Star Wars launched its own set of enduring pop personalities, only some of them belonging to people. But the prospect of spending quality time with Luke Skywalker (Mark Hamill), C3PO, Han Solo (Harrison Ford), R2-D2, Leia Organa (Carrie Fisher), Chewbacca, or even Ben “Obi-Wan” Kenobi (Alec Guinness) is at best incidental to the pleasures the movie has to offer. None of these characters has any depth, and they’re all treated like the fanciful props and settings—as pulp staples that keep the action going. In this respect, Star Wars stands a universe apart from such SF touchstones as Forbidden Planet (1956) and 2001: A Space Odyssey (1968), to which it’s highly indebted for many details. Star Wars is grounded in the short-term rewards of TV watching, where every moment tends to be equal in emotional importance to every other and where the only serious continuity is in a consistency of mild diversion rather than in a persistence of personality. This form of entertainment can only be called lite—constructed out of ersatz familiar materials meant to be admired for their momentary cuteness or for details of their design.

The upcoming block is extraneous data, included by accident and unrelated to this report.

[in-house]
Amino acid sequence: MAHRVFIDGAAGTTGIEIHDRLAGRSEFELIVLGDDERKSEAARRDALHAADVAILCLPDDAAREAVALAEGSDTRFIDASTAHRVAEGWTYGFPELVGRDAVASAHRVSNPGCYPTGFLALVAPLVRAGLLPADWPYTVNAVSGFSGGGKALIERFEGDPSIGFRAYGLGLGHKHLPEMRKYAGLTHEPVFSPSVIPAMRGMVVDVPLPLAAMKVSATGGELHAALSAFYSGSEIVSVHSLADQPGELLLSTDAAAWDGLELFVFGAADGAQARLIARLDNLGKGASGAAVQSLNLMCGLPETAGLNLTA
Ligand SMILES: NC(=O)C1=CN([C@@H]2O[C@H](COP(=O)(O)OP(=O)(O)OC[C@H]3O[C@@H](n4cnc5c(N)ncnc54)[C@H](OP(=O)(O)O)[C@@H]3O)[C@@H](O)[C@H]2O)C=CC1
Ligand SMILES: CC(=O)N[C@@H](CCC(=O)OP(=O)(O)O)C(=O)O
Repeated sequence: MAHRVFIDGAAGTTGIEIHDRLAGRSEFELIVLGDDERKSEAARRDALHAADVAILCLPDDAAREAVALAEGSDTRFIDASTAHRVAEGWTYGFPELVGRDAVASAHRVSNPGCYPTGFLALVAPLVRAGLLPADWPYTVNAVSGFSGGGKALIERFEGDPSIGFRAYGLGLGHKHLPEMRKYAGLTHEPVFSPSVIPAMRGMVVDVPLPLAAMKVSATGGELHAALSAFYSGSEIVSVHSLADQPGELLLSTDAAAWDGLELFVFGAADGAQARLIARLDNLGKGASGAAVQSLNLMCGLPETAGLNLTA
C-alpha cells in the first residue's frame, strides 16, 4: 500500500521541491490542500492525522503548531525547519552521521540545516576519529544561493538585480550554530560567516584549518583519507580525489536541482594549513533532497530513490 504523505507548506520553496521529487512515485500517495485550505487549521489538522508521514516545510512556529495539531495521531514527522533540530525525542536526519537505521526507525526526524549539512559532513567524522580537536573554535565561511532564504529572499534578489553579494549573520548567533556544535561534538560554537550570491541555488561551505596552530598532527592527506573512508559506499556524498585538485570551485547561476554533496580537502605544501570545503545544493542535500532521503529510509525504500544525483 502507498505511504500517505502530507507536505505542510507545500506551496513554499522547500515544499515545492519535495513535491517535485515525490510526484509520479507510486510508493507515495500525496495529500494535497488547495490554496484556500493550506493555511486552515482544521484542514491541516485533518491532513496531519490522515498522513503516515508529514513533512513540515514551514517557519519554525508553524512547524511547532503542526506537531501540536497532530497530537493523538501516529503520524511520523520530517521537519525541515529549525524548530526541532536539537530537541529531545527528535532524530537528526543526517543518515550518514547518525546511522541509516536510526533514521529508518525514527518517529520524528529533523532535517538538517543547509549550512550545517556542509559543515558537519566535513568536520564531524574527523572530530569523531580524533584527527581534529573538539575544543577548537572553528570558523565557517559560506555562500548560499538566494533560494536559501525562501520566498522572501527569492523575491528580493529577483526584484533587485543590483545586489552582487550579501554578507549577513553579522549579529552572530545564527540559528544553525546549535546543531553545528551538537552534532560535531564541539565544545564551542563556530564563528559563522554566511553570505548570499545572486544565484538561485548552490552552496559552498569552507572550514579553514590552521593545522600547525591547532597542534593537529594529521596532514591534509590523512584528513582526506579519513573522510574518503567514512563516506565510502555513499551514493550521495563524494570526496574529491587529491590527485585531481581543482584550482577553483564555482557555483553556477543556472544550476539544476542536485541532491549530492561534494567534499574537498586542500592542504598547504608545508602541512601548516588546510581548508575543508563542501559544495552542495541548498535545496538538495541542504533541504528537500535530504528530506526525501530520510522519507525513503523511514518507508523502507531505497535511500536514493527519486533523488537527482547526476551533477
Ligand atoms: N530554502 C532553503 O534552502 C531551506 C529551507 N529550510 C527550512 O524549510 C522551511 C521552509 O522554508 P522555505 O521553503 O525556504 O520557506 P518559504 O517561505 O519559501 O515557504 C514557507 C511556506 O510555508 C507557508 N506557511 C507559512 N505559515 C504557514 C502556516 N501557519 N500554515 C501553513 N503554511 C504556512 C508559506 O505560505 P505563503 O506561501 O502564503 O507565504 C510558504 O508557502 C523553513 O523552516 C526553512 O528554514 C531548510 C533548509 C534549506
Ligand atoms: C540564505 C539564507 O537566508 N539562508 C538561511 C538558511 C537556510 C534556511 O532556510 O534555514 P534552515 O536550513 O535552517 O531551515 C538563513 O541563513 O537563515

Like the differences between Georg Lukacs (a Hungarian Marxist literary historian) and George Lucas, the differences between light and lite consist to a large degree of different assumptions about history and audience, truth and illusion, war and peace, human and nonhuman. For the past 20 years we’ve been living more in a world foreseen by Lucas than in one hoped for by Lukacs, and Reagan’s Star Wars program is only one of the more obvious artifacts of this development. (The fact that last year’s Special Effects, a 40-minute Omnimax commercial for the rerelease of the Star Wars trilogy, and a few more-recent fantasy blockbusters received major funding from the National Science Foundation is surely another—and I wouldn’t be surprised to hear Clinton say that it’s the duty of every American to see Star Wars.) Even more pertinent is the gulf war, a media event that I seriously doubt would have been sold or experienced in quite the same fashion without the example of Star Wars—and not only because it’s impossible to hear James Earl Jones say “this is CNN” without thinking of Darth Vader.